Find someone who calls himself a “full-stack developer” and smack him right across the face for being a liar or terrible. (Umm, don’t really do this: Violence is wrong.)I’ve not run the numbers, but I estimate that less than 1 percent of the developer population can make an adequate-looking webpage and a fully optimized data storage layer, let alone business logic. Just because you made everything JavaScript doesn’t solve that fundamental problem. Most papers on quantum physics are in English; I speak English but I’m not automatically a quantum physicist.

As one developer I know put it, that’s “boss-logic.”[ InfoWorld’s quick guide: Digital Transformation and the Agile Enterprise. | Download InfoWorld’s essential guide to microservices and learn how to create modern web and mobile applications that scale. ]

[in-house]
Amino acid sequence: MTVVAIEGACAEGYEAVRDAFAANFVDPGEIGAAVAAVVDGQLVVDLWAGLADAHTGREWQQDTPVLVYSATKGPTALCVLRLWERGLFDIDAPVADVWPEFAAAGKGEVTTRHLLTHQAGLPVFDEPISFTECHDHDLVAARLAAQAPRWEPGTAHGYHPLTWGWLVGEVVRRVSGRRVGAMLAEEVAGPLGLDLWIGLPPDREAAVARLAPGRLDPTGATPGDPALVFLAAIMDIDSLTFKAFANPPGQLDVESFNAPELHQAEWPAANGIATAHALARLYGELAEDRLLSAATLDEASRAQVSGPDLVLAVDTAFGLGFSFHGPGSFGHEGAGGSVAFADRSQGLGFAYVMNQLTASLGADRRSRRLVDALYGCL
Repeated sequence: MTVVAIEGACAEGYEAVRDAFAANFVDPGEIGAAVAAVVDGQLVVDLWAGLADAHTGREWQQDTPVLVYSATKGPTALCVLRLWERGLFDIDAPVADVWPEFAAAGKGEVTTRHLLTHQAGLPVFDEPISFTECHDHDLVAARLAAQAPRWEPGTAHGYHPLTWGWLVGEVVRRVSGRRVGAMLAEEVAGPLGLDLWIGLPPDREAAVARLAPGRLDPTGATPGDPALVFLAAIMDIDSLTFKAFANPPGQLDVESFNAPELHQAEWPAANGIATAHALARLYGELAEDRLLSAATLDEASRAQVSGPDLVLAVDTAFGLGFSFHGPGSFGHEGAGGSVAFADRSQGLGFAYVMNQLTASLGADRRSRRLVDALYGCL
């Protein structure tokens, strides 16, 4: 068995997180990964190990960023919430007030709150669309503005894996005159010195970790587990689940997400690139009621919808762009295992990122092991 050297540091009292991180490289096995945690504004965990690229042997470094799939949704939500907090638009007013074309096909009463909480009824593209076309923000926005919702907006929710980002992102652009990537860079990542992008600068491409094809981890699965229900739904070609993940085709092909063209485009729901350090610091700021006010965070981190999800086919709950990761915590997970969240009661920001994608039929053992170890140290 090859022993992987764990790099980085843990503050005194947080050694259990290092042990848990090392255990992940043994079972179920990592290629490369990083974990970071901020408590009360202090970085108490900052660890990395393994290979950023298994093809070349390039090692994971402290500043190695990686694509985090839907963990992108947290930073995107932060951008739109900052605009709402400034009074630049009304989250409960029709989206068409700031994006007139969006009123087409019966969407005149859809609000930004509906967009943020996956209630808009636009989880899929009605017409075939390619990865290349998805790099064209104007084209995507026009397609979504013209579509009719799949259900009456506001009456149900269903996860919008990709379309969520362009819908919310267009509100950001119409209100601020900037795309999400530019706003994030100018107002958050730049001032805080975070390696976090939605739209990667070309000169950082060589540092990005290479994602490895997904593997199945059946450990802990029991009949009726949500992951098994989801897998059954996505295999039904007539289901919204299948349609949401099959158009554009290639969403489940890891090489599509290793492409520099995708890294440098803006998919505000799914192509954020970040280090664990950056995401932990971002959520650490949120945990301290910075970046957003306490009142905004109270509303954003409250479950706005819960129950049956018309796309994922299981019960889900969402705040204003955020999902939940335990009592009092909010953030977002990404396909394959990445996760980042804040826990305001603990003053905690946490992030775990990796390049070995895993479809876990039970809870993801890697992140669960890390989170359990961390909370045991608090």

The truth is that most of the applications we do in business are simple.

They’re basic CRUD applications: Take some form data, shove in a database, display it later or possibly do a basic kind of report thing. Maybe there is a little bit of workflow, but probably not much.

They don’t even have to look that great. We’re all “full-stack developers” for that stuff.To read this article in full or to leave a comment, please click here

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